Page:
United States v. Balint

Citation42 S.Ct. 301,258 U.S. 250,66 L.Ed. 604
Decision Date27 March 1922
Docket NumberNo. 480,480
PartiesUNITED STATES v. BALINT et al
CourtUnited States Supreme Court

Mr. Wm. C. Herron, of Washington, D. C., for the United states.

Mr. Chief Justice TAFT delivered the opinion of the Court.

This is a writ of error to the District Court under the Criminal Appeals Act of March 2, 1907. 34 Stat. 1246 (Comp. St. § 1704). Defendants in error were indicted for a violation of the Narcotic Act of December 17, 1914, 38 Stat. 785, 786 (Comp. St. §§ 6287g-6287q). The indictment charged them with unlawfully selling to another a certain amount of a derivative of opium and a certain amount of a derivative of coca leaves, not in pursuance of any written order on a form issued in blank for that purpose by the Commissioner of Internal Revenue, contrary to the provisions of section 2 of the act. (Comp. St. § 6287h). The defendants demurred to the indictment on the ground that it failed to charge that they had sold the inhibited drugs knowing them to be such. The statute does not make such knowledge an element of the offense. The District Court sustained the demurrer and quashed the indictment. The correctness of this ruling is the question before us.

While the general rule at common law was that the scienter was a necessary element in the indictment and proof of every crime, and this was followed in regard to statutory crimes even where the statutory definition did not in terms include it (Rex v. Sleep, 8 Cox, 472), there has been a modification of this view in respect to prosecutions under statutes the purpose of which would be obstructed by such a requirement. It is a question of legislative intent to be construed by the court. It has been objected that punishment of a person for an act in violation of law when ignorant of the facts making it so, is an absence of due process of law. But that objection is considered and overruled in Shevlin-Carpenter Co. v. Minnesota, 218 U. S. 57, 69, 70, 30 Sup. Ct. 663, 666 (54 L. Ed. 930), in which it was held that in the prohibition or punishment of particular acts, the state may in the maintenance of a public policy provide 'that he who shall do them shall do them at his peril and will not be heard to plead in defense good faith or ignorance.' Many instances of this are to be found in regulatory measures in the exercise of what is called the police power where the emphasis of the statute is evidently upon achievement of some social betterment rather than the punishment of the crimes as in cases of mala in se. Commonwealth v. Mixer, 207 Mass. 141, 93 N. E. 249, 31 L. R. A. (N. S.) 467, 20 Ann. Cas. 1152; Commonwealth v. Smith, 166 Mass. 370, 44 N. E. 503; Commonwealth v. Hallett, 103 Mass. 452; People v. Kibler, 106 N. Y. 321, 12 N. E. 795; State v. Kinkead, 57 Conn. 173, 17 Atl. 855; McCutcheon v. People, 69 Ill. 601; State v. Thompson, 74 Iowa, 119, 37 N. W. 104; United States v. Leathers, 6 Sawy. 17, Fed. Cas. No. 15581; United States v. Thompson, 12 Fed. 245; United States v. Mayfield, 177 Fed. 765; United States v. 36 Bottles of Gin, 210 Fed. 271, 127 C. C. A. 119; Feeley v. United States, 236 Fed. 903, 150 C. C. A. 165; Voves v. United States, 249 Fed. 191, 161 C. C. A. 227. So, too, in the collection of taxes, the importance to the public of their collection leads the Legislature to impose on the taxpayer the burden of finding out the facts upon which his liability to pay depends and meeting it at the peril of punishment. Regina v. Woodrow, 15 M. & W. 404; Bruhn v. Rex, [1909] A. C. 317. Again where one deals with others and his mere negligence may be dangerous to them, as in selling diseased food or poison, the policy of the law may, in order to stimulate proper care, require the punishment of the negligent person though he be ignorant of the noxious character of what he sells. Hobbs v. Winchester Corporation (1910) 2 K. B. Div. 471, 483.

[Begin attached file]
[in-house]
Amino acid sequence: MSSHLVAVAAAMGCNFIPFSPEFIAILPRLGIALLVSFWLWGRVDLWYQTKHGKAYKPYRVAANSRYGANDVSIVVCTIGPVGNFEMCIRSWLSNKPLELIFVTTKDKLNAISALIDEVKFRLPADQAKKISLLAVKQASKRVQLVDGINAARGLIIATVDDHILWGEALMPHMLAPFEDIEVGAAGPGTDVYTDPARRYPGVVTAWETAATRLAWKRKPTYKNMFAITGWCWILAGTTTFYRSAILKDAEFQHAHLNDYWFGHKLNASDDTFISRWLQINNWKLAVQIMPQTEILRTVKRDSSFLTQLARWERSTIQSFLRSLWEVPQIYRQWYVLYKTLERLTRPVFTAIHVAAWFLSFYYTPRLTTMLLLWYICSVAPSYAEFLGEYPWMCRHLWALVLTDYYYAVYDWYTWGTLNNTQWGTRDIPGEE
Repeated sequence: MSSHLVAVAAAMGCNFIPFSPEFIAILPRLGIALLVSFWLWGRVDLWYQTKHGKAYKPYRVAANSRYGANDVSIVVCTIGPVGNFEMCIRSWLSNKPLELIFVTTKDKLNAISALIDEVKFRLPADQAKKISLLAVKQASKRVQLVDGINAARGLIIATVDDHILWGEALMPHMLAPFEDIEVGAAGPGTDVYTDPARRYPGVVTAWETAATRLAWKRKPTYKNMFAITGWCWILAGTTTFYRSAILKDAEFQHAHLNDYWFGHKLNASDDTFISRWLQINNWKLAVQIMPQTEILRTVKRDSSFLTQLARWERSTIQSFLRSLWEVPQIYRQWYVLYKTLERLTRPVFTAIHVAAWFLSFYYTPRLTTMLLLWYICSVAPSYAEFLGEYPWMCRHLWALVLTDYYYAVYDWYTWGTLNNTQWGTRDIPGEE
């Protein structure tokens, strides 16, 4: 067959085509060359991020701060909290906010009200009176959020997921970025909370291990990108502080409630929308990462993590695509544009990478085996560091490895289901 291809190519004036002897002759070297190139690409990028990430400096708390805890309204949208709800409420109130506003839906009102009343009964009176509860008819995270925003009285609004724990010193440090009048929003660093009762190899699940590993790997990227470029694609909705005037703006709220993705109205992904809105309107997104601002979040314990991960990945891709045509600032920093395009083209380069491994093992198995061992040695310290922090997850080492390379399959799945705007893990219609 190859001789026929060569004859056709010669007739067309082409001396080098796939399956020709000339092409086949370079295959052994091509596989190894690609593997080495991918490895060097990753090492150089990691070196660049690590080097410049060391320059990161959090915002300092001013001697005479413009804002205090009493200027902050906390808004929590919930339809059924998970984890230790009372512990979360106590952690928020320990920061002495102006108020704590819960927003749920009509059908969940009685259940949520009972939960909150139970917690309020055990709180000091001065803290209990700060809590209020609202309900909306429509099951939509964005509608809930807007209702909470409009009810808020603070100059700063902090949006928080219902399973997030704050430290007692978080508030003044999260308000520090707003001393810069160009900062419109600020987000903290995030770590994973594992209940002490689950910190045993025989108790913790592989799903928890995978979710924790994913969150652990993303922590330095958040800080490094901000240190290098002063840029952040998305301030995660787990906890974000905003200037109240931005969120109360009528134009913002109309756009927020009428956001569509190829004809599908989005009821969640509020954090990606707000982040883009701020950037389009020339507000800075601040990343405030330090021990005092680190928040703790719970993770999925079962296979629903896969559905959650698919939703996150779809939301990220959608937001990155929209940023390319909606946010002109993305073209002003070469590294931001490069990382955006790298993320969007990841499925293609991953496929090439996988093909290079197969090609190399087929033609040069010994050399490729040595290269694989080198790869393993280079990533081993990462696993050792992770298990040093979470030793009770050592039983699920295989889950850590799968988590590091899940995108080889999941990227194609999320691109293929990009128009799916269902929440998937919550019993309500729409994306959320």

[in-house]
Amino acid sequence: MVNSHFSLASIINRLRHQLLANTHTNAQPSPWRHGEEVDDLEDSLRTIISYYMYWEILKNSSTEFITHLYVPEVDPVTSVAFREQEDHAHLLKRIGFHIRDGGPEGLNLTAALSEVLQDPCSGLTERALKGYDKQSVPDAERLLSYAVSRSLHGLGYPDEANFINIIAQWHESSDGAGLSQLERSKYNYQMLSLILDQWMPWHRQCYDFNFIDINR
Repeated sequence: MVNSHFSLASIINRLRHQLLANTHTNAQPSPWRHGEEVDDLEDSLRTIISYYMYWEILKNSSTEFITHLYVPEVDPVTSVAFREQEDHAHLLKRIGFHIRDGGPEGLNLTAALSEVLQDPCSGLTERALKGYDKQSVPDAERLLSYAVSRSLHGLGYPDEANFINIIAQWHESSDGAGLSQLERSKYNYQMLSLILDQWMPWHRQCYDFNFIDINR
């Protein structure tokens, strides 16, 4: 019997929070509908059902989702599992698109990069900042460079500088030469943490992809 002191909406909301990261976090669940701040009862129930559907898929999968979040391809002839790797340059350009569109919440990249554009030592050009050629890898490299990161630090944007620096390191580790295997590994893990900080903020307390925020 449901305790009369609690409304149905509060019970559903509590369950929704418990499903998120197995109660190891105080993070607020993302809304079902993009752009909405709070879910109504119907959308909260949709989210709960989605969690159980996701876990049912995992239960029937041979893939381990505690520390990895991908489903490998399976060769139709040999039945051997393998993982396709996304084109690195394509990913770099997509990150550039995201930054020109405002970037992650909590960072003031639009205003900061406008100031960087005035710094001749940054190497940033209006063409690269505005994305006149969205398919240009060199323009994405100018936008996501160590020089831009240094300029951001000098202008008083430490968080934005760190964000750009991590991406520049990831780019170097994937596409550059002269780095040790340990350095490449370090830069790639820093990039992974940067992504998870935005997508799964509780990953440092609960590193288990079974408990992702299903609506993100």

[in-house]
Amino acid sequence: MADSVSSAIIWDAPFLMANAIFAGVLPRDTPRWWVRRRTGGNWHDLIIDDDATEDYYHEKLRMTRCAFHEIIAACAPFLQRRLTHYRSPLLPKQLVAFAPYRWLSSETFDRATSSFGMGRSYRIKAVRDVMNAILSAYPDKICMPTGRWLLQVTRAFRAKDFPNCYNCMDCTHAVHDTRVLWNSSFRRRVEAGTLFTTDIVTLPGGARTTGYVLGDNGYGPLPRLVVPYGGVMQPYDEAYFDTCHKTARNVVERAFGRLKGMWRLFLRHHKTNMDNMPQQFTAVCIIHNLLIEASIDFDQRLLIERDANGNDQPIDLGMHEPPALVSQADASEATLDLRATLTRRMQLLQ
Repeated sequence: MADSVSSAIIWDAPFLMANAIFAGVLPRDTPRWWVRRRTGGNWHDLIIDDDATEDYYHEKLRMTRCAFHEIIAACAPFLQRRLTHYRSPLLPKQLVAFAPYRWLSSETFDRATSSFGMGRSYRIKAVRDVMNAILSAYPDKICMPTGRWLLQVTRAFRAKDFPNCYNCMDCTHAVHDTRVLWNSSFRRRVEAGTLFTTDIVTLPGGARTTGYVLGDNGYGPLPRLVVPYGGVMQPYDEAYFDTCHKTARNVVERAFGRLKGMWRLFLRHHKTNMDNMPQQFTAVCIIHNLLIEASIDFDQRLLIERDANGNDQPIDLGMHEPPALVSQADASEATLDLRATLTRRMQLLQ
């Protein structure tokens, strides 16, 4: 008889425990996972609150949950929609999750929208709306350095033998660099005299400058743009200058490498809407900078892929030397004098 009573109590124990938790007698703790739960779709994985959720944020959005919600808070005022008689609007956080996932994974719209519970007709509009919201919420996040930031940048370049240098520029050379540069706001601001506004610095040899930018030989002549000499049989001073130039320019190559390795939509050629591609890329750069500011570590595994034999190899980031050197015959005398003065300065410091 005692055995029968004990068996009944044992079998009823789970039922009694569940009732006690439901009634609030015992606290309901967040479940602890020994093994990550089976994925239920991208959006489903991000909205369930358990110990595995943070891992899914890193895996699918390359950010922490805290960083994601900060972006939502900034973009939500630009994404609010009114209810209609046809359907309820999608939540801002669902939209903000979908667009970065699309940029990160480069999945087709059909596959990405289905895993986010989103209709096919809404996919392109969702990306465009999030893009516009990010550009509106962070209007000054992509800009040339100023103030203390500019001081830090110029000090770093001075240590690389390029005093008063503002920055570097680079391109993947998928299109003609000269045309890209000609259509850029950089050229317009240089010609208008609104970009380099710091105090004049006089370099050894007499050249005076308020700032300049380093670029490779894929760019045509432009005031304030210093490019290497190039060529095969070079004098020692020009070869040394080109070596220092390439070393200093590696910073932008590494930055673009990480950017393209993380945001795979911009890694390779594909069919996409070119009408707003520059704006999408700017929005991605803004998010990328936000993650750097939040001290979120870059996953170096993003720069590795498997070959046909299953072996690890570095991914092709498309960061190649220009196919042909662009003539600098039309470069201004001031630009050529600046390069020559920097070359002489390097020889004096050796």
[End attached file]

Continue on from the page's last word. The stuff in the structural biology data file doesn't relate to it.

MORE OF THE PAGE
The question before us, therefore, is one of the construction of the statute and of inference of the intent of Congress. The Narcotic Act has been held by this court to be a taxing act with the incidental purpose of minimizing the spread of addiction to the use of poisonous and demoralizing drugs. United States v. Doremus, 249 U. S. 86, 94, 39 Sup. Ct. 214...